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Power of Accommodation

Put your finger a few centimeters from your eye and focus on it. You can see your finger but the distant objects become blurred. Now relax your eye and focus on a distant object, the nearby objects now become blurred. The ability to focus the eye on nearby and distant objects is called power of accommodation. 

In a camera, focusing is done by changing the distance of the lens from the film. The eye does not change focus by changing its distance from the retina. Instead, the muscles of the eye change the curvature (i.e. shape) of the lens and, therefore, its focal length. To focus distant objects, the eye muscles are relaxed causing the eye lens to become very thin. To focus on a nearby object, the eye muscles make the lens bulge out, thus reducing its focal length and increasing its converging power. There is a limit to the eye's power of accommodation. It can accommodate to see distant objects clearly, but if the object is too close to the eye, it is not distinctly visible.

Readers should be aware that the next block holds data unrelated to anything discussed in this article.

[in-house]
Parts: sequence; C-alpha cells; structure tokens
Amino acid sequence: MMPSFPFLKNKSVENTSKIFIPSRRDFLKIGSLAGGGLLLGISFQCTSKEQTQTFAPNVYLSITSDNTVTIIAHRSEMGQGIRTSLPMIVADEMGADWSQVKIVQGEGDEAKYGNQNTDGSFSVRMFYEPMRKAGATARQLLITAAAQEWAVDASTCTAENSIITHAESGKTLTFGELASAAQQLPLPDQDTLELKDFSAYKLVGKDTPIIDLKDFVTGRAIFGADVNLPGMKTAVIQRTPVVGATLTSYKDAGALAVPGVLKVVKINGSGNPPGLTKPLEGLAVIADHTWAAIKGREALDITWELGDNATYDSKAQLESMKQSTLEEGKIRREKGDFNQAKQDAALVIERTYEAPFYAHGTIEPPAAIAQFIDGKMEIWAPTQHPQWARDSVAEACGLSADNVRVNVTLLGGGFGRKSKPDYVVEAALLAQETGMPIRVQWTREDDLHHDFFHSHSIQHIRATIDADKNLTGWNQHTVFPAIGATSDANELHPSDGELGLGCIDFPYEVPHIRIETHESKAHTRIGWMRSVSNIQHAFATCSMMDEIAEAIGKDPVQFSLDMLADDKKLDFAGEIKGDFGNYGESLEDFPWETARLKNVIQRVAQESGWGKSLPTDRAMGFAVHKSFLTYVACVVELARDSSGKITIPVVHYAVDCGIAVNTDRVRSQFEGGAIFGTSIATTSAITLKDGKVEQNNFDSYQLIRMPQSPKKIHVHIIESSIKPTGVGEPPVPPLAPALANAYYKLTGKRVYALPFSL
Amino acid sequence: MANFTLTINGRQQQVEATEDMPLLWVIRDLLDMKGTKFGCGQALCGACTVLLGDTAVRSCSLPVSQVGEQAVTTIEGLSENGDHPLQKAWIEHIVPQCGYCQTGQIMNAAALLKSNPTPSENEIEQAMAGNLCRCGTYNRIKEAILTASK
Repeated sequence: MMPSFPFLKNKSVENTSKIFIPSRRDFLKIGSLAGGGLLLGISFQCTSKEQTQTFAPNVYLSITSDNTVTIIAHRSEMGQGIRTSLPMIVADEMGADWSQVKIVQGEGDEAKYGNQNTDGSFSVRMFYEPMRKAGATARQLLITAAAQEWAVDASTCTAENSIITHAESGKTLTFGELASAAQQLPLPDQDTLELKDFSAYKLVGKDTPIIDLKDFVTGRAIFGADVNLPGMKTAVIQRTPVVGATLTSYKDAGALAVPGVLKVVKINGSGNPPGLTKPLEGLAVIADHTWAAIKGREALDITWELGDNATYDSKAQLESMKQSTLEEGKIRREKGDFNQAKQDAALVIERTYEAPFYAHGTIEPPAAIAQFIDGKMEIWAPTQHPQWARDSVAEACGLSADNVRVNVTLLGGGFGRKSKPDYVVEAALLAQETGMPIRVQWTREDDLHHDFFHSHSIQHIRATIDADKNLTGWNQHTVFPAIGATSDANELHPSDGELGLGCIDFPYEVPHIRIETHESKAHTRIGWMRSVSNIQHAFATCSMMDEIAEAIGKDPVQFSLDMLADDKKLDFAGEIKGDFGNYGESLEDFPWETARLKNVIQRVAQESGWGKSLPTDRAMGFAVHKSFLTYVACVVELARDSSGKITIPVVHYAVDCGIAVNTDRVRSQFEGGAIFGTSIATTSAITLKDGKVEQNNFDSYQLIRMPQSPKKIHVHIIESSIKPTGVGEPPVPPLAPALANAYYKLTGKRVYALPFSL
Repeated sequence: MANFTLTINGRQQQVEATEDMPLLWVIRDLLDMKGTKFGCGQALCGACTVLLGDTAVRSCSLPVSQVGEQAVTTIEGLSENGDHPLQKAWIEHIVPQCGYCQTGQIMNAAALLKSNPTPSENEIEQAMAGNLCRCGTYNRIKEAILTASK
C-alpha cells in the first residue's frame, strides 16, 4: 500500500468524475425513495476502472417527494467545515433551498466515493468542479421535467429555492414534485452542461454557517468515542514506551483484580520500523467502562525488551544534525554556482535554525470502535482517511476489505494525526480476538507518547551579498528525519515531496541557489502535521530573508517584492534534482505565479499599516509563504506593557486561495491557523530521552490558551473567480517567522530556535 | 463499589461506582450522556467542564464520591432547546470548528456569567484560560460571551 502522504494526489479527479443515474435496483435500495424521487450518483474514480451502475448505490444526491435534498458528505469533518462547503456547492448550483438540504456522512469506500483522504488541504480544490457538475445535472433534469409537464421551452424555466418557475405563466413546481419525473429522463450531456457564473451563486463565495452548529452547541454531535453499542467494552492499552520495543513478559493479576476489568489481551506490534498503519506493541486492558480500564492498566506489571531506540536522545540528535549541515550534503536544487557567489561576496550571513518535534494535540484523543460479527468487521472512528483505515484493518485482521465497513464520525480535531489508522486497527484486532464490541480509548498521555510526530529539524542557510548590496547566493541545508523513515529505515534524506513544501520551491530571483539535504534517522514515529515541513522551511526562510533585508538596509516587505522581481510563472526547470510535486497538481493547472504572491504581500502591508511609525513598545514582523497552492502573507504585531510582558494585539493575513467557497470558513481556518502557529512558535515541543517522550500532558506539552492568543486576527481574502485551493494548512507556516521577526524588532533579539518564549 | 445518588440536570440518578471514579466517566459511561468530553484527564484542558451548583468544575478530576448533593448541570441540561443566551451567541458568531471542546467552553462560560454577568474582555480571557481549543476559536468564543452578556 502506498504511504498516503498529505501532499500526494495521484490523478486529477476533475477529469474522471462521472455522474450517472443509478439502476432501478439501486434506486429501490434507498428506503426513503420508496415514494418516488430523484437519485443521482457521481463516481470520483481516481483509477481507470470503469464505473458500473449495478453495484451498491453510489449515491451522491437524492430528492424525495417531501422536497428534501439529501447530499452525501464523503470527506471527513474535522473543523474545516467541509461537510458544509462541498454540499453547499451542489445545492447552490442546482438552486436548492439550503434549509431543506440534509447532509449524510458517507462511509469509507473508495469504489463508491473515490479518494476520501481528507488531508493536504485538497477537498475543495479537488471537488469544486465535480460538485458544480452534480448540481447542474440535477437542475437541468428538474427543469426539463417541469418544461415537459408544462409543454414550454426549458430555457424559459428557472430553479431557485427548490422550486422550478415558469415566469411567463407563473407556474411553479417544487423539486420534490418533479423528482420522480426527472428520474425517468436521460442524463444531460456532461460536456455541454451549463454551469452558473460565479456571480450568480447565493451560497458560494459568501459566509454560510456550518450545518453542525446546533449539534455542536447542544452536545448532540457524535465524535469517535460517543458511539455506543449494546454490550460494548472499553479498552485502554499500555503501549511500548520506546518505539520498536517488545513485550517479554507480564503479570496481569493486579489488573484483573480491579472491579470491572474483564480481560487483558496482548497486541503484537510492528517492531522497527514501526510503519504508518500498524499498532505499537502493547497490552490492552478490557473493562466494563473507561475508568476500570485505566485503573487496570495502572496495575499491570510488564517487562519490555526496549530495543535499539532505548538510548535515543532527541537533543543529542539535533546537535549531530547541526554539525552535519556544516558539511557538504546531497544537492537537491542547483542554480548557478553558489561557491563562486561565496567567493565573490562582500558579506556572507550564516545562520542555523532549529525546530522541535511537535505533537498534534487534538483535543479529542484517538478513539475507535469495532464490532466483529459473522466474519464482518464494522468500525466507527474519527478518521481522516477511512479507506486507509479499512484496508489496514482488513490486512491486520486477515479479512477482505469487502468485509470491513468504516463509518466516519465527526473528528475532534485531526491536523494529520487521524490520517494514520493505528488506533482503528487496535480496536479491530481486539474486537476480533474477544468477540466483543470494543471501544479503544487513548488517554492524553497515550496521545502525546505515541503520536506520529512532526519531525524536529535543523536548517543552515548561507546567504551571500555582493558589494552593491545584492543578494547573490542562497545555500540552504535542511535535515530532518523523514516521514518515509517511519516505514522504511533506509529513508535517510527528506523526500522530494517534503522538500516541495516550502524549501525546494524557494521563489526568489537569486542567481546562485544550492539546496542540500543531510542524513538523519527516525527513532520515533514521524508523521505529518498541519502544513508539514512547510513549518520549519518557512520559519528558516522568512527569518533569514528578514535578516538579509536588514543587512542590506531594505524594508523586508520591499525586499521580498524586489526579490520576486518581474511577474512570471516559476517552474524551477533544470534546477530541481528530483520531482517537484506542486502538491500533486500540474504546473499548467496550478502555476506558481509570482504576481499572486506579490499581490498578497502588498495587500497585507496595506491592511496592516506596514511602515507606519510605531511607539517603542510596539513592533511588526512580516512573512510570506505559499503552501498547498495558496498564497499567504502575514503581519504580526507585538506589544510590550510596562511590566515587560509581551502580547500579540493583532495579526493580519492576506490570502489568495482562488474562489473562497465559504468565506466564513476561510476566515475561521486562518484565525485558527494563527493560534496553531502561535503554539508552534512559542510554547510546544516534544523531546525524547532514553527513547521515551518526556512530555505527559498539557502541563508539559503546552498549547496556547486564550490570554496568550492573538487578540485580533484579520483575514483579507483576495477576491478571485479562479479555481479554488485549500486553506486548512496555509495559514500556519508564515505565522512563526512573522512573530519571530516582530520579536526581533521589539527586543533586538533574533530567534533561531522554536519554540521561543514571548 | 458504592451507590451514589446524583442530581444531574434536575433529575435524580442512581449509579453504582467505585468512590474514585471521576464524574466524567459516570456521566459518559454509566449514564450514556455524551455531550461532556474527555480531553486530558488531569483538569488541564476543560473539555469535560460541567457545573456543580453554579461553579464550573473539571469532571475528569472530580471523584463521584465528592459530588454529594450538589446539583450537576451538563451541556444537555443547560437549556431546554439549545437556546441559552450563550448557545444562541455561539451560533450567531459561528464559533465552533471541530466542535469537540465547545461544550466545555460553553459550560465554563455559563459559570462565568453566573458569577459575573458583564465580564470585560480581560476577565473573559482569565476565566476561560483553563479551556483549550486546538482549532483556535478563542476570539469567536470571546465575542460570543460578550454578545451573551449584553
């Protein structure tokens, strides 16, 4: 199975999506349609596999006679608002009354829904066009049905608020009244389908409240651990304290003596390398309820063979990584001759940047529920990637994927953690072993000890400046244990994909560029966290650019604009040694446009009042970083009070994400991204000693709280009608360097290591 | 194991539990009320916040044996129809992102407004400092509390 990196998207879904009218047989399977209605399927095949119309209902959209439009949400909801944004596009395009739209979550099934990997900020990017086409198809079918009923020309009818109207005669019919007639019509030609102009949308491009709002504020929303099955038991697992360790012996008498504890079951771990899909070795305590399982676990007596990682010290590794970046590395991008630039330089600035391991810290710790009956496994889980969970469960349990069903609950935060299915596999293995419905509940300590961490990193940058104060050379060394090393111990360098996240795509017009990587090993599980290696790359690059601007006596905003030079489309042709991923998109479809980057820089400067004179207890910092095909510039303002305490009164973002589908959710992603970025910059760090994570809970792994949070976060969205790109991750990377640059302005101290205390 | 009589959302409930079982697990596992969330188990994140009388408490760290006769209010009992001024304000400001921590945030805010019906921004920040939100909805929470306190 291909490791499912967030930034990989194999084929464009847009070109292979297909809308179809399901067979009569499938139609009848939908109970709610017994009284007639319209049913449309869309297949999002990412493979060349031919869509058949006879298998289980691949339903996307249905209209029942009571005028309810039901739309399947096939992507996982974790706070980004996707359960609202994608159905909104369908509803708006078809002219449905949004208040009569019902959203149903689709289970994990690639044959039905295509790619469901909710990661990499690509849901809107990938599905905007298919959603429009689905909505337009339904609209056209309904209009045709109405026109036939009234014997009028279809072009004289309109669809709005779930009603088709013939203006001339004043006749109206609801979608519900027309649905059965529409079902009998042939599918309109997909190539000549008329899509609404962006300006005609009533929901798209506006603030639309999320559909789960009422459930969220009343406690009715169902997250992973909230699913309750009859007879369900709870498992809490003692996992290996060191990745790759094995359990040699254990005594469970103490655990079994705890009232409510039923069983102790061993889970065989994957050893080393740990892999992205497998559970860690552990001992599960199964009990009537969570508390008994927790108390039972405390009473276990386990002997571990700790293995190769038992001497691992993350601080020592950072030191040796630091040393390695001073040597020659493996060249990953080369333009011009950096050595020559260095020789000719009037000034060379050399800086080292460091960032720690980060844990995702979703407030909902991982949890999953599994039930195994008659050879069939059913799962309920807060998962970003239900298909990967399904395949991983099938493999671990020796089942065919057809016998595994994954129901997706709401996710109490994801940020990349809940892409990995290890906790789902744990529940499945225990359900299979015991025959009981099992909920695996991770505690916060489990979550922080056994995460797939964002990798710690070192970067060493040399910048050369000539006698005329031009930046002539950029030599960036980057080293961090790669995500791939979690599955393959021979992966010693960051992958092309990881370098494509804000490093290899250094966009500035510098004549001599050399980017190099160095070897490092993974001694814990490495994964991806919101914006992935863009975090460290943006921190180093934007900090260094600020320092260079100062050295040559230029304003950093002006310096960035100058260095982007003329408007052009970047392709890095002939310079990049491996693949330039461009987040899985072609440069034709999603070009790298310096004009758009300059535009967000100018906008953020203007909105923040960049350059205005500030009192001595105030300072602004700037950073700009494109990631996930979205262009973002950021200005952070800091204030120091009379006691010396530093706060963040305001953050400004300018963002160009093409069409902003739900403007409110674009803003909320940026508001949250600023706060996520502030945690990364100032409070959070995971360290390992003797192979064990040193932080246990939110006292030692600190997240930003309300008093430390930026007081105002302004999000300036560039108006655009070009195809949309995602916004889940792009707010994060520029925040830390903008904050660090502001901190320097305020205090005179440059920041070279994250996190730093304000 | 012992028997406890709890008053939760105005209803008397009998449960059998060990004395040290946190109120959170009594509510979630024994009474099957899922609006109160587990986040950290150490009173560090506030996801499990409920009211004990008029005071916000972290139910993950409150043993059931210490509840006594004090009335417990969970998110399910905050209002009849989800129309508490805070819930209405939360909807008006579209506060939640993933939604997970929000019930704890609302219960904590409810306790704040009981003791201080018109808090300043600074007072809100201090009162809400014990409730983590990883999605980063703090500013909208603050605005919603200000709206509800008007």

For a normal eye the near point is at a distance of about 25 cm from the eye. In old age the crystalline lens of human eye becomes milky and cloudy. This condition is called cataract. This causes partial or complete loss of vision but this can be cured by cataract surgery. A normal eye has a power of accommodation which enables us to see the objects at infinity as well as at 25 cm from the eye. Power of accommodation of the eye for a person having normal eye sight is 4D.

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